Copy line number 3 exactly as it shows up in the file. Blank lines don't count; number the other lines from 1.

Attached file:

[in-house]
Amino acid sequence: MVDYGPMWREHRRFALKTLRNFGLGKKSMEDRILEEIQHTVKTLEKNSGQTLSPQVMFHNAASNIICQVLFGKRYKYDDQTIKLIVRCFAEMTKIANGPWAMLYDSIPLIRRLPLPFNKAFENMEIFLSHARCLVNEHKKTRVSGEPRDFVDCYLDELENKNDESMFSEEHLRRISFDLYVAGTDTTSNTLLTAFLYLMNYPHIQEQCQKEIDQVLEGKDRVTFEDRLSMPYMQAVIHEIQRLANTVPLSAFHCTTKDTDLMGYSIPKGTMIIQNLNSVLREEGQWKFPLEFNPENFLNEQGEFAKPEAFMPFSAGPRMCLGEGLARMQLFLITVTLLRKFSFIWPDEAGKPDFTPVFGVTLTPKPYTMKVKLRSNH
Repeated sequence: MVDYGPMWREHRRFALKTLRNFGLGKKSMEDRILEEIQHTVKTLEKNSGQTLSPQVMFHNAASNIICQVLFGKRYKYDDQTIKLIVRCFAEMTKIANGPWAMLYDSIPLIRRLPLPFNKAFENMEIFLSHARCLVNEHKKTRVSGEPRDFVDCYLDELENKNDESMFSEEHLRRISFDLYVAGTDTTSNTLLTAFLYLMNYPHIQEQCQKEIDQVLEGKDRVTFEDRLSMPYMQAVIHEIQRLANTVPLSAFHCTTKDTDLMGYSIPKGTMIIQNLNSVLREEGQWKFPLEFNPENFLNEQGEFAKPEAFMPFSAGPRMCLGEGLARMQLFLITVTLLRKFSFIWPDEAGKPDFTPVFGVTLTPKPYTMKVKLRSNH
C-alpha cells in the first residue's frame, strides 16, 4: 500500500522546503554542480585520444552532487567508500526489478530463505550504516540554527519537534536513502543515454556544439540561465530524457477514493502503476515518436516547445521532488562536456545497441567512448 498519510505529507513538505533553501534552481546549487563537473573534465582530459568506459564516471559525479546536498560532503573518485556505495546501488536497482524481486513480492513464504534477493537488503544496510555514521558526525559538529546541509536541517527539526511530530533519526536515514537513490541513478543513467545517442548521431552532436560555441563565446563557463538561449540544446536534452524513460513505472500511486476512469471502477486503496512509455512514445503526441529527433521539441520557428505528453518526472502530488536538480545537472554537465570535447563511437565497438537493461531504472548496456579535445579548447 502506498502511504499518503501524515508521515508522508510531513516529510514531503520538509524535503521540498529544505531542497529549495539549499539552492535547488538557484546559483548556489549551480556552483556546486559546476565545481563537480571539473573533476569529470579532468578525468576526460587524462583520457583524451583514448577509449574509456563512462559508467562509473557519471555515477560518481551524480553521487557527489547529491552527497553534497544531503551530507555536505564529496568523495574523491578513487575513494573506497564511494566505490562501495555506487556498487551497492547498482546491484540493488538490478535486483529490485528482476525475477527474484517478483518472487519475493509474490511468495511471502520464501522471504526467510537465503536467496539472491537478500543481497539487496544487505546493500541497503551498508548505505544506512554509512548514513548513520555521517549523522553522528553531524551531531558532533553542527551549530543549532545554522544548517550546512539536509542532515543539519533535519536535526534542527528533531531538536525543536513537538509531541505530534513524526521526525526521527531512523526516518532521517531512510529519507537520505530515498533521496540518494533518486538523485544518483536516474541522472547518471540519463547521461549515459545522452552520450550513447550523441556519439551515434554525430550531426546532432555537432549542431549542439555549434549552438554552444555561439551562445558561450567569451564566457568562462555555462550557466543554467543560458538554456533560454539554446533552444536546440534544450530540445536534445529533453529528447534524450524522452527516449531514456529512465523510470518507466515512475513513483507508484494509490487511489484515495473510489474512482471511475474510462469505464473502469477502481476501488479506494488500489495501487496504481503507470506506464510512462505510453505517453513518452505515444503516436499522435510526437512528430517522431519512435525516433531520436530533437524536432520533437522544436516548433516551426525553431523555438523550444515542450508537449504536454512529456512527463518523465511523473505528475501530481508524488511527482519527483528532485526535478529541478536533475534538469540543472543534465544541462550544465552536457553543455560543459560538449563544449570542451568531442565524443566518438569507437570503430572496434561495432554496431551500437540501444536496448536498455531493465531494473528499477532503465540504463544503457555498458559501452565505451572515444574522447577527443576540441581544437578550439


Repeated sequence: MVDYGPMWREHRRFALKTLRNFGLGKKSMEDRILEEIQHTVKTLEKNSGQTLSPQVMFHNAASNIICQVLFGKRYKYDDQTIKLIVRCFAEMTKIANGPWAMLYDSIPLIRRLPLPFNKAFENMEIFLSHARCLVNEHKKTRVSGEPRDFVDCYLDELENKNDESMFSEEHLRRISFDLYVAGTDTTSNTLLTAFLYLMNYPHIQEQCQKEIDQVLEGKDRVTFEDRLSMPYMQAVIHEIQRLANTVPLSAFHCTTKDTDLMGYSIPKGTMIIQNLNSVLREEGQWKFPLEFNPENFLNEQGEFAKPEAFMPFSAGPRMCLGEGLARMQLFLITVTLLRKFSFIWPDEAGKPDFTPVFGVTLTPKPYTMKVKLRSNH